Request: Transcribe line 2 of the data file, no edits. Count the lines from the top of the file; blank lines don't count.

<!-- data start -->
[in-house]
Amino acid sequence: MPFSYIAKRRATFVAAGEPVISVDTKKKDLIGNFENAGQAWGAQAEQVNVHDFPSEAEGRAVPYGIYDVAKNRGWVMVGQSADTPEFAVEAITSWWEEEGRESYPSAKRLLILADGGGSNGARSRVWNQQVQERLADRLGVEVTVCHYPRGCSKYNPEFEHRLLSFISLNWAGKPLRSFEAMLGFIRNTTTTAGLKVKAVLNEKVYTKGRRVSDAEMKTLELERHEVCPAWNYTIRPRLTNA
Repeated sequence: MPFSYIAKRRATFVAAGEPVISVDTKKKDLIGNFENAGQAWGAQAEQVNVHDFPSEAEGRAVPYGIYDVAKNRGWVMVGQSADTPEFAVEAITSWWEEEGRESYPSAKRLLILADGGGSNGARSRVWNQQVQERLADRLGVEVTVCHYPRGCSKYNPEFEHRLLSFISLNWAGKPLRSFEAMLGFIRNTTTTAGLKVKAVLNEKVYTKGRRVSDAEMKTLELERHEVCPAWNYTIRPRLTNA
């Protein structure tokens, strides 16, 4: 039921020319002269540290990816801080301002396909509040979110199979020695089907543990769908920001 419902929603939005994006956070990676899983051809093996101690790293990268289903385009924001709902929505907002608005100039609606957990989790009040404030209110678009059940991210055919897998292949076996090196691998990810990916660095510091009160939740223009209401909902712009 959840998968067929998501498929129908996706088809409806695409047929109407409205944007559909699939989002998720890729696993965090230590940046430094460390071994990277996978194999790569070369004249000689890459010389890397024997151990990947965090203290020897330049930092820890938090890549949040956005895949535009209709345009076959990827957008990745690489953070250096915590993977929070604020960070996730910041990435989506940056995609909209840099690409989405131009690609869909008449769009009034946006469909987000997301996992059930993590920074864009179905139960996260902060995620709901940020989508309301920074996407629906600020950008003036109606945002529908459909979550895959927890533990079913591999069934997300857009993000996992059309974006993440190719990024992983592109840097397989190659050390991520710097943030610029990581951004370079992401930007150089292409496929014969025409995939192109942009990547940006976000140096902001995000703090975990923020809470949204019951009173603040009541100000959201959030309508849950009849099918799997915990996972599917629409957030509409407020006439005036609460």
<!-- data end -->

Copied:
Amino acid sequence: MPFSYIAKRRATFVAAGEPVISVDTKKKDLIGNFENAGQAWGAQAEQVNVHDFPSEAEGRAVPYGIYDVAKNRGWVMVGQSADTPEFAVEAITSWWEEEGRESYPSAKRLLILADGGGSNGARSRVWNQQVQERLADRLGVEVTVCHYPRGCSKYNPEFEHRLLSFISLNWAGKPLRSFEAMLGFIRNTTTTAGLKVKAVLNEKVYTKGRRVSDAEMKTLELERHEVCPAWNYTIRPRLTNA